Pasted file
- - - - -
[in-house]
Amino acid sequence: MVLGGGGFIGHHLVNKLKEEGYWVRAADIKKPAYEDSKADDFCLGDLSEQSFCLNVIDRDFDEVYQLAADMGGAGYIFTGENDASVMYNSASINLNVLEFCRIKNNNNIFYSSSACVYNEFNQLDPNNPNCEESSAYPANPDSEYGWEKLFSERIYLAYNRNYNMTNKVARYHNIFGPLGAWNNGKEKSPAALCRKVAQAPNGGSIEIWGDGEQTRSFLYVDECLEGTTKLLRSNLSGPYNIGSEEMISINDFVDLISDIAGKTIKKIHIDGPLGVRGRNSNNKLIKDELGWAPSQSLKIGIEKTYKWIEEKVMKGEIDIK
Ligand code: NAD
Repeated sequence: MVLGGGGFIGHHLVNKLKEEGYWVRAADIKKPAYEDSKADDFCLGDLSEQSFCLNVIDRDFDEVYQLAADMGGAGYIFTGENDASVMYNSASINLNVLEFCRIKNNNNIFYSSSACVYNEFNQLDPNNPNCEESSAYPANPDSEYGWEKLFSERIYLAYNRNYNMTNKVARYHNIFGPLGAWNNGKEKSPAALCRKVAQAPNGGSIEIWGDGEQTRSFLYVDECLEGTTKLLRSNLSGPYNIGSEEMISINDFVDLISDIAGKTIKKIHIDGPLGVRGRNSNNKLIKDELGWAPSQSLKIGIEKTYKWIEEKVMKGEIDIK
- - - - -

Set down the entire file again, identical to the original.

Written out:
[in-house]
Amino acid sequence: MVLGGGGFIGHHLVNKLKEEGYWVRAADIKKPAYEDSKADDFCLGDLSEQSFCLNVIDRDFDEVYQLAADMGGAGYIFTGENDASVMYNSASINLNVLEFCRIKNNNNIFYSSSACVYNEFNQLDPNNPNCEESSAYPANPDSEYGWEKLFSERIYLAYNRNYNMTNKVARYHNIFGPLGAWNNGKEKSPAALCRKVAQAPNGGSIEIWGDGEQTRSFLYVDECLEGTTKLLRSNLSGPYNIGSEEMISINDFVDLISDIAGKTIKKIHIDGPLGVRGRNSNNKLIKDELGWAPSQSLKIGIEKTYKWIEEKVMKGEIDIK
Ligand code: NAD
Repeated sequence: MVLGGGGFIGHHLVNKLKEEGYWVRAADIKKPAYEDSKADDFCLGDLSEQSFCLNVIDRDFDEVYQLAADMGGAGYIFTGENDASVMYNSASINLNVLEFCRIKNNNNIFYSSSACVYNEFNQLDPNNPNCEESSAYPANPDSEYGWEKLFSERIYLAYNRNYNMTNKVARYHNIFGPLGAWNNGKEKSPAALCRKVAQAPNGGSIEIWGDGEQTRSFLYVDECLEGTTKLLRSNLSGPYNIGSEEMISINDFVDLISDIAGKTIKKIHIDGPLGVRGRNSNNKLIKDELGWAPSQSLKIGIEKTYKWIEEKVMKGEIDIK